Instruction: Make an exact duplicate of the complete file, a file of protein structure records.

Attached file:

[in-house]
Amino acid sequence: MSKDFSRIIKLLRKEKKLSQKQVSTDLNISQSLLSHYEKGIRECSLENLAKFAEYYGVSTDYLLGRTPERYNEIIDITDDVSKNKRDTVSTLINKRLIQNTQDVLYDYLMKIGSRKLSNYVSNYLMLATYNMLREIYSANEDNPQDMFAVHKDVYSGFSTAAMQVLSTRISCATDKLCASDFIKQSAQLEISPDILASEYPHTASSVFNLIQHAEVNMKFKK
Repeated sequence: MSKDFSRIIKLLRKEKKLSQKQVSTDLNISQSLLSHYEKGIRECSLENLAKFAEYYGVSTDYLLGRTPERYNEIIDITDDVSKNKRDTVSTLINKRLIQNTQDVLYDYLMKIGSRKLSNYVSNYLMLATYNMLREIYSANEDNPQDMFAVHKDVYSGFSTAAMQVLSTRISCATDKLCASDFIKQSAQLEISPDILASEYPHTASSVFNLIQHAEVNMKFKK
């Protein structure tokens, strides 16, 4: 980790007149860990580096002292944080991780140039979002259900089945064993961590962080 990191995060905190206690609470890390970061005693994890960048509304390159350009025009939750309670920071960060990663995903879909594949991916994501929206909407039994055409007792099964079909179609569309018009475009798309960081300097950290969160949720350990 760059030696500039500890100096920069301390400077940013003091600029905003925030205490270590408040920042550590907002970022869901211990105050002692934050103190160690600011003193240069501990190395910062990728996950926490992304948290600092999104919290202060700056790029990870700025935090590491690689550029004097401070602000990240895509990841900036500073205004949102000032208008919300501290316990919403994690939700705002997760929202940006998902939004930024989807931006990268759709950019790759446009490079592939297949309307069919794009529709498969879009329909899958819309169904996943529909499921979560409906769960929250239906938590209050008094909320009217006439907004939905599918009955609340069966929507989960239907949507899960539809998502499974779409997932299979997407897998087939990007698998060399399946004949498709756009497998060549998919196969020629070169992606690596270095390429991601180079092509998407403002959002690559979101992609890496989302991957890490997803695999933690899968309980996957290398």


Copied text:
[in-house]
Amino acid sequence: MSKDFSRIIKLLRKEKKLSQKQVSTDLNISQSLLSHYEKGIRECSLENLAKFAEYYGVSTDYLLGRTPERYNEIIDITDDVSKNKRDTVSTLINKRLIQNTQDVLYDYLMKIGSRKLSNYVSNYLMLATYNMLREIYSANEDNPQDMFAVHKDVYSGFSTAAMQVLSTRISCATDKLCASDFIKQSAQLEISPDILASEYPHTASSVFNLIQHAEVNMKFKK
Repeated sequence: MSKDFSRIIKLLRKEKKLSQKQVSTDLNISQSLLSHYEKGIRECSLENLAKFAEYYGVSTDYLLGRTPERYNEIIDITDDVSKNKRDTVSTLINKRLIQNTQDVLYDYLMKIGSRKLSNYVSNYLMLATYNMLREIYSANEDNPQDMFAVHKDVYSGFSTAAMQVLSTRISCATDKLCASDFIKQSAQLEISPDILASEYPHTASSVFNLIQHAEVNMKFKK
């Protein structure tokens, strides 16, 4: 980790007149860990580096002292944080991780140039979002259900089945064993961590962080 990191995060905190206690609470890390970061005693994890960048509304390159350009025009939750309670920071960060990663995903879909594949991916994501929206909407039994055409007792099964079909179609569309018009475009798309960081300097950290969160949720350990 760059030696500039500890100096920069301390400077940013003091600029905003925030205490270590408040920042550590907002970022869901211990105050002692934050103190160690600011003193240069501990190395910062990728996950926490992304948290600092999104919290202060700056790029990870700025935090590491690689550029004097401070602000990240895509990841900036500073205004949102000032208008919300501290316990919403994690939700705002997760929202940006998902939004930024989807931006990268759709950019790759446009490079592939297949309307069919794009529709498969879009329909899958819309169904996943529909499921979560409906769960929250239906938590209050008094909320009217006439907004939905599918009955609340069966929507989960239907949507899960539809998502499974779409997932299979997407897998087939990007698998060399399946004949498709756009497998060549998919196969020629070169992606690596270095390429991601180079092509998407403002959002690559979101992609890496989302991957890490997803695999933690899968309980996957290398």